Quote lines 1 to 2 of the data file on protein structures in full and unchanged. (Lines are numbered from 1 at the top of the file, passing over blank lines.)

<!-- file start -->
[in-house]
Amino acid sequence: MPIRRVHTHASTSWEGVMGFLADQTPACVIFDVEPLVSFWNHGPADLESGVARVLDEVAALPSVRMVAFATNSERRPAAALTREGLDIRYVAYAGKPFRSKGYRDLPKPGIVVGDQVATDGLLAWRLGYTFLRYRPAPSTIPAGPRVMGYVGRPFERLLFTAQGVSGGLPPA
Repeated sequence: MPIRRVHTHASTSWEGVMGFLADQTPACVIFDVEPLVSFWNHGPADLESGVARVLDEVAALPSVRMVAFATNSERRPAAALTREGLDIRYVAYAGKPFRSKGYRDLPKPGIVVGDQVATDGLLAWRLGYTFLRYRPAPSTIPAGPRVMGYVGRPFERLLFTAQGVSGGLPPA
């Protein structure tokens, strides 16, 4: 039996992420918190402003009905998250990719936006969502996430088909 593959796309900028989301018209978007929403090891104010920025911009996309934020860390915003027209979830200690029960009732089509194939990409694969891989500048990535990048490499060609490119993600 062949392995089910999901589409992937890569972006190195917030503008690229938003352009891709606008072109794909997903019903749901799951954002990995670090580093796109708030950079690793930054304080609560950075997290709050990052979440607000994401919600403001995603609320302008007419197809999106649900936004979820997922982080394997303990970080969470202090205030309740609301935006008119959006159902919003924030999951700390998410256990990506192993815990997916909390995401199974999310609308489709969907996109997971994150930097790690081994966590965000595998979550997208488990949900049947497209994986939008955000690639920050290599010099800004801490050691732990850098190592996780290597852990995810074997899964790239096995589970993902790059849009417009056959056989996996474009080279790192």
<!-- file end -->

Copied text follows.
[in-house]
Amino acid sequence: MPIRRVHTHASTSWEGVMGFLADQTPACVIFDVEPLVSFWNHGPADLESGVARVLDEVAALPSVRMVAFATNSERRPAAALTREGLDIRYVAYAGKPFRSKGYRDLPKPGIVVGDQVATDGLLAWRLGYTFLRYRPAPSTIPAGPRVMGYVGRPFERLLFTAQGVSGGLPPA